It may at first seem inconceivable that a purposeful sequence of operations, such as a computation, could be achieved in an apparatus whose direction of motion at any one time is nearly random. This style of operation is quite common, however, in the microscopic world of chemical reactions. There the trial-and-error action of Brownian motion, or random thermal motion, suffices to bring reactant molecules into contact, to orient and bend them into the specific conformation required for them to react, and to separate the product molecules after the reaction. All chemical reactions are in principle reversible: the same Brownian motion that accomplishes the forward reaction sometimes brings product molecules together and pushes them backward through the transition. In a state of equilibrium a backward reaction is just as likely to occur as a forward one.
In order to keep a reaction moving in the forward direction, we must supply reactant molecules and remove product molecules; in effect, we must provide a small driving force. When the driving force is very small, the reaction will take nearly as many backward steps as forward ones, but on the average it will move forward. In order to provide the driving force we must expend energy, but as in our ball-and-pipe realization of the Fredkin gate the total amount of energy can be as small as we wish; if we are willing to allow a long time for an operation, there is no minimum amount of energy that must be expended. The reason is that the total energy dissipated depends on the number of forward steps divided by the number of backward steps. (It is actually proportional to the logarithm of this ratio, but as the ratio increases or decreases so does its logarithm.) The slower the reaction moves forward, the smaller the ratio will be. (The analogy of the faster and slower swimmers is valid once again: it requires less total energy to go the same net number of reaction steps forward if the reaction moves slowly.)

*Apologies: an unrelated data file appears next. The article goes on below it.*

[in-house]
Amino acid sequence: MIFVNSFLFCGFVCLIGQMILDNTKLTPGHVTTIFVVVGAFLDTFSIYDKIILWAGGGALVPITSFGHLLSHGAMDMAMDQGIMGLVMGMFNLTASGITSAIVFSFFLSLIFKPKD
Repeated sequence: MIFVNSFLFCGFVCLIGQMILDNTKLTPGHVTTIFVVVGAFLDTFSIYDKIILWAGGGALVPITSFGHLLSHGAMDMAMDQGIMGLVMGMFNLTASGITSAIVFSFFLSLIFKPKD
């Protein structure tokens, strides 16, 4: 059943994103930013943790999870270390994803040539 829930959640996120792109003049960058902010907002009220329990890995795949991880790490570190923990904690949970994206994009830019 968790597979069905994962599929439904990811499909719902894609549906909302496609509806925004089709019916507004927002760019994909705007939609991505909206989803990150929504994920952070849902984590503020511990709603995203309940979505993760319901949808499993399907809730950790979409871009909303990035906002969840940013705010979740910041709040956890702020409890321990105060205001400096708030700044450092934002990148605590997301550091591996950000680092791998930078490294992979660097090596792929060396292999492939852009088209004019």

We can see how a Brownian Turing machine might work by examining a Brownian tape-copying machine that already exists in nature: RNA polymerase, the enzyme that helps to construct RNA copies of the DNA constituting a gene. A single strand of DNA is much like the tape of a Turing machine. At each position along the strand there is one of four "bases": adenine, guanine, cytosine or thymine (abbreviated A, G, C and I). RNA is a similar chain like molecule whose four bases, adenine, guanine, cytosine and uracil (A. G. C and U) bind to "complementary" DNA bases.
The RNA polymerase catalyzes this pairing reaction. The DNA helix is normally surrounded by a solution containing a large number of nucleoside triphosphate molecules, each consisting of an RNA base linked to a sugar and a tail of three phosphate groups. The RNA-polymerase enzyme selects from the solution a single RNA base that is complementary to the base about to be copied on the DNA strand. It then attaches the new base to the end of the growing RNA strand and releases two of the phosphates into the surrounding solution as a free pyrophosphate ion. Then the enzyme shifts forward one notch along the strand of DNA in preparation for attaching the next RNA base. The result is a strand of RNA that is complementary to the template strand of DNA. Without RNA polymerase this set of reactions would occur very slowly, and there would be little guarantee that the RNA and DNA molecules would be complementary.
The reactions are reversible: sometimes the enzyme takes up a free pyrophosphate ion, combines it with the last base on the RNA strand and re-leases the resulting nucleoside triphosphate molecule into the surrounding solution, meanwhile backing up one notch along the DNA strand. At equilibrium, forward and backward steps would occur with equal frequency; normally other metabolic processes drive the reaction forward by removing pyrophosphate and supplying the four kinds of nucleoside triphosphate.